Pharmacies Can Now Fill Medication Abortion Prescriptions Under New FDA Rules

Medication abortion uses two different drugs — in combination or alone — that induce abortion.

The Food and Drug Administration said Tuesday that abortion pills can now be offered at retail pharmacies in the United States, a major shift in policy that could dramatically expand Americans’ access to medication abortion.

The FDA announced the new rules for abortion pills after a year of negotiations with the two companies that make the pills. Previously, patients could only receive the medication from some mail-order pharmacies or doctors and clinics that went through a certification process. Now, patients will still need to obtain a prescription from a certified health care provider, but any pharmacy that accepts a prescription can fill it as long as they meet privacy and other criteria, The New York Times reports.

Some states still outlaw abortion, and 18 others require a physician to be present to prescribe the pills, which limits the use of telemedicine. But the shift will expand access for millions of people who could pick up the pills at neighborhood or retail pharmacies like other prescriptions.

Medication abortion uses mifepristone and misoprostol, two different drugs — in combination or alone — that induce abortion. The regimen was approved by the FDA in 2000 for use in the first 10 weeks of pregnancy and already accounts for about half of all abortions in the U.S.

Experts expect medication abortion to be used more frequently by women and birthing people after the Supreme Court overturned Roe v. Wade last year, prompting more than half of states to move to ban or severely limit abortion.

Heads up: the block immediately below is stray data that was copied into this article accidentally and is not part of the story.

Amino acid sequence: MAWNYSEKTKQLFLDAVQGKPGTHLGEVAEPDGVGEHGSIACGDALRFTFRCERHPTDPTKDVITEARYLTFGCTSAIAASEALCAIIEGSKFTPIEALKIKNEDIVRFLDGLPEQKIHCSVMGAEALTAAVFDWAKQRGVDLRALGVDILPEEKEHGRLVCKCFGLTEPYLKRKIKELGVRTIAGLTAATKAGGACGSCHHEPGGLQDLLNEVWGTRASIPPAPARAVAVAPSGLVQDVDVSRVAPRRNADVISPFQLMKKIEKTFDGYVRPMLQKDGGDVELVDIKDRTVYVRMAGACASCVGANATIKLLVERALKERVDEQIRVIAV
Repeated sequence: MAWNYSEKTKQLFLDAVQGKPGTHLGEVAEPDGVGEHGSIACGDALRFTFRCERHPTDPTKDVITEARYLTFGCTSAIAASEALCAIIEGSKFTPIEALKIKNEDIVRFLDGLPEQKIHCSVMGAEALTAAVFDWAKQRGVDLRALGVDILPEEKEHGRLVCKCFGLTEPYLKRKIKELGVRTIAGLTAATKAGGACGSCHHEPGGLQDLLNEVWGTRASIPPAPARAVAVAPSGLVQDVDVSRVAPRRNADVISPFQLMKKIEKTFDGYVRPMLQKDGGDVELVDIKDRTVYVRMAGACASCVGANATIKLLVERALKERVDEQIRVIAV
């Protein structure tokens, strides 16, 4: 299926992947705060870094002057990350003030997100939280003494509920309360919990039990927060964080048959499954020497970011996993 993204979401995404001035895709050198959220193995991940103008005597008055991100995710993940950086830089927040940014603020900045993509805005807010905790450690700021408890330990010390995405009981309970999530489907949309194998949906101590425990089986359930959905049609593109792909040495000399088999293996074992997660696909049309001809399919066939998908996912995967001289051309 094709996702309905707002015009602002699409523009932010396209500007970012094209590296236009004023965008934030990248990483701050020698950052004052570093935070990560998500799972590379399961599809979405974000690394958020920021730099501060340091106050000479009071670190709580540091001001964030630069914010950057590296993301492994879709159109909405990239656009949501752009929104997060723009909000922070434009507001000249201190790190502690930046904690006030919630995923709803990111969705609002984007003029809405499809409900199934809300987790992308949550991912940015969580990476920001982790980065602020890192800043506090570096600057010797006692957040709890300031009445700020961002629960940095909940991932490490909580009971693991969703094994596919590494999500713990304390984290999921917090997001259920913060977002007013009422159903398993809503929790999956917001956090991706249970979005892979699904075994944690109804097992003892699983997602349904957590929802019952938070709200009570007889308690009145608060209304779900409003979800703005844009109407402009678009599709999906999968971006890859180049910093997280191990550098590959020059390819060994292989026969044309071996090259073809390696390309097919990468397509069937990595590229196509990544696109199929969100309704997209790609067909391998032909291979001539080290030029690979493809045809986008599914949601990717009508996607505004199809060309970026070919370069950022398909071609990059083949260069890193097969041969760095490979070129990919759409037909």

“By allowing brick-and-mortar pharmacies to dispense medication abortion care, the FDA is treating medication abortion like the safe, effective, time-sensitive care that it is,” Kristen Moore, director of the Expanding Medication Abortion Access Project, said in a statement. “Today’s announcement means that people who live in states that have not banned medication abortion care may soon be able to walk into their neighborhood pharmacy and walk out with their medications in hand.”

Patients in states where abortion is banned can still try to access the pills via online consultations and doctors abroad. Aid Access, an Austria-based telemedicine service, mails abortion pills to people in the U.S. using doctors in Europe who face little legal risk for doing so. Requests for medication abortion have skyrocketed in recent months, even after the Supreme Court decision.

While states have threatened to target Americans who seek abortion services across state lines, President Joe Biden has vowed to protect and expand access to medication abortion and protect patient privacy.

The FDA said in December that it would eliminate the requirement that patients obtain mifepristone in person from health providers, a major expansion of telemedicine that allowed people to obtain the pills by mail. That in-person rule was officially removed from FDA regulations Tuesday.

The FDA’s change doesn’t guarantee that major pharmacies will immediately begin filling medication abortion prescriptions, the Times added. For some, the administrative and logistical challenges could be too burdensome. Some chains could also be concerned about the optics of filling the prescriptions amid the political firestorm surrounding abortion.

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